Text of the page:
GCA: How involved are you going to be in the project? Is it going to be a Pete Dye course by name only?
PD: Most of my competitors have a staff of five, ten, fifteen, twenty or thirty people. With us, it’s Tim and me, period! And Tim knows more of what I’m supposed to know than I do right now! We never have more than two or three projects going at once. Most of my competitors do a great job, but they’ll have 30, 40 or 50 projects going on at one time. We’ve never done that, so you’ve got to put up with one of us or the other! In Tim, I’ve found somebody who thinks the same way I do, and I can keep pretty good control of!
GCA: Does an architect have to see the land before he makes plans as to what to do with it or can he do it by proxy?
PD: I’m always amazed when people have an outside contractor come in and develop a golf course and don’t control it. You can spend a lot of money building a golf course but if you have people on site they can change it three or four times and it doesn’t escalate the cost either of maintenance or construction.
Tim Liddy: I love to get a golf hole 80 per cent prepared, get the skeleton, the framework and then have Pete look at it and do what he’s so good at.
PD: Take Donald Ross. He’s supposed to have built 600 golf courses in our country. There’s no way to get from A to B to 600 golf courses. But he had three men who were brothers who were named the Mashburn brothers. Each course those fellow were on were the ones you hear about being Donald Ross’ great courses. Those are the ones where he controlled the building. So if you can keep your operation in that aspect, you usually get the end result you want.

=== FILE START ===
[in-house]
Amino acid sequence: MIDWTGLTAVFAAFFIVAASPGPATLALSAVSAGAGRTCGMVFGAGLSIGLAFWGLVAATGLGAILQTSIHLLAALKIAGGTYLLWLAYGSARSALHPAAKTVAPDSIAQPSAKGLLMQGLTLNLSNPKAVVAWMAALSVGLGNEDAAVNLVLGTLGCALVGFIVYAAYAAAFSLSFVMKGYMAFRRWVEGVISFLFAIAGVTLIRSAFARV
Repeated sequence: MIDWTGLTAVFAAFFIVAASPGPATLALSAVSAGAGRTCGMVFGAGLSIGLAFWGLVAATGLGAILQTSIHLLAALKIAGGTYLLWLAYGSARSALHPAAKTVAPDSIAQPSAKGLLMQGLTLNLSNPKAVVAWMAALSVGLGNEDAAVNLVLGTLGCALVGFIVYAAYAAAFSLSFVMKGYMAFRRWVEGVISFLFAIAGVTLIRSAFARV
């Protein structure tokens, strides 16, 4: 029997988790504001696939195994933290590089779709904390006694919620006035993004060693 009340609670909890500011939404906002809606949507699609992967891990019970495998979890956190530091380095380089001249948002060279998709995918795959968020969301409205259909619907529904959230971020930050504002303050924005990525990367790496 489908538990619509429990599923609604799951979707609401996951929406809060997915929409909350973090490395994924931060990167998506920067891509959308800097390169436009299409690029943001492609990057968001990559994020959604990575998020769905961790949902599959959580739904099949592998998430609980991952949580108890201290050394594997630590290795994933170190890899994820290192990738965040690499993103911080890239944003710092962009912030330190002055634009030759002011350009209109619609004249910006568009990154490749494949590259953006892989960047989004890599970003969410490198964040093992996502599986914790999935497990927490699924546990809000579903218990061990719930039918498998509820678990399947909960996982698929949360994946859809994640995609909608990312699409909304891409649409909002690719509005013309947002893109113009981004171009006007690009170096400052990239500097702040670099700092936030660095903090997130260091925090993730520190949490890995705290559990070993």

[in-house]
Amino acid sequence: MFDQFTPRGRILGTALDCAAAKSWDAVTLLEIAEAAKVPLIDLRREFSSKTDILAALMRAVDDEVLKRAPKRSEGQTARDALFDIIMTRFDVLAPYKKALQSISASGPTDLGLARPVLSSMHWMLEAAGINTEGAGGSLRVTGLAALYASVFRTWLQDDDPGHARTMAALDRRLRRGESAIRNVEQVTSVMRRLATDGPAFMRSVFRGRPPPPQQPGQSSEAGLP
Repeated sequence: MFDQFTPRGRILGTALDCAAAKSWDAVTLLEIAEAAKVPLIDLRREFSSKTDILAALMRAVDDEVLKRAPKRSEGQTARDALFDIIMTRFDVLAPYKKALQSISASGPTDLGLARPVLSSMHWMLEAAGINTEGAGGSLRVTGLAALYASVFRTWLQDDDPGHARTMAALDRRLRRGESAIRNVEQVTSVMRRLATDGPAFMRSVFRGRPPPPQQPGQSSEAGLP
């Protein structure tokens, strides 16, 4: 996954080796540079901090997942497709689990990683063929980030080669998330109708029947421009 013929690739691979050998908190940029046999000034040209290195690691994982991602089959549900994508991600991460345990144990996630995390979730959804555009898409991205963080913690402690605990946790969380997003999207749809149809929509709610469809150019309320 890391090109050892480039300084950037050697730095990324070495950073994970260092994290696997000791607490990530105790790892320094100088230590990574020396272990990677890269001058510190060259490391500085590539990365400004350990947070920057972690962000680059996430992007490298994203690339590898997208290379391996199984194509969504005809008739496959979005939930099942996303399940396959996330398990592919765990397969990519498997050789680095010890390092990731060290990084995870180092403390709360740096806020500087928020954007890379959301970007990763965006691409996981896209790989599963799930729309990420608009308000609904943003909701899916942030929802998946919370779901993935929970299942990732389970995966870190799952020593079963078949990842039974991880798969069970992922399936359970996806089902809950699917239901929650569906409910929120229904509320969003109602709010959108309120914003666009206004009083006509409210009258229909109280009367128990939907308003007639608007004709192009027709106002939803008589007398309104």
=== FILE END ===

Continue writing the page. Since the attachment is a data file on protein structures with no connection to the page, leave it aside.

GCA: You had a great impact in the Dominican Republic. Do you expect the same kind of impact on Israeli golf?
PD: You can’t remotely compare the Dominican Republic to Israel. It was a very poor country when I went there in 1968. There was no golf, but they had the climate and the sea. I kept telling people to build there, even though there wasn’t a paved road within 35 miles, there wasn’t an airport or anything! They built the golf course. The locals called the rock next to the shore ‘Dientes de Perro’ – the teeth of the dog. I thought: “What a great name for a golf course,” but the owner wanted to call it Cohillas after the cashew tree, so it took me a long time to get the name back to the ‘Teeth of the Dog.’ Once the golf course was built, all of a sudden people started to come, even though they had to drive along the dirt road and there were just cabins to stay in. They built a little hotel, and kept expanding. Now we’re building the sixth course on that same property and there are probably 50 new courses in the Dominican Republic.
TL: That project has been an inspiration for me in Israel. I came back and said to Pete: “It’s not going to be the same, but the potential is there for golf in Israel.”
GCA: I believe you place a great deal of importance on maintenance?
PD: Maintenance is a big thing for any golf course. I’ve always been interested in maintenance since I was a kid. It’s not hard to get the right people running the show and to set up a programme. As far as we’re concerned, that’s our simplest job. If you build it right, then the superintendent has a fighting chance to maintain it. He has to be of a certain background.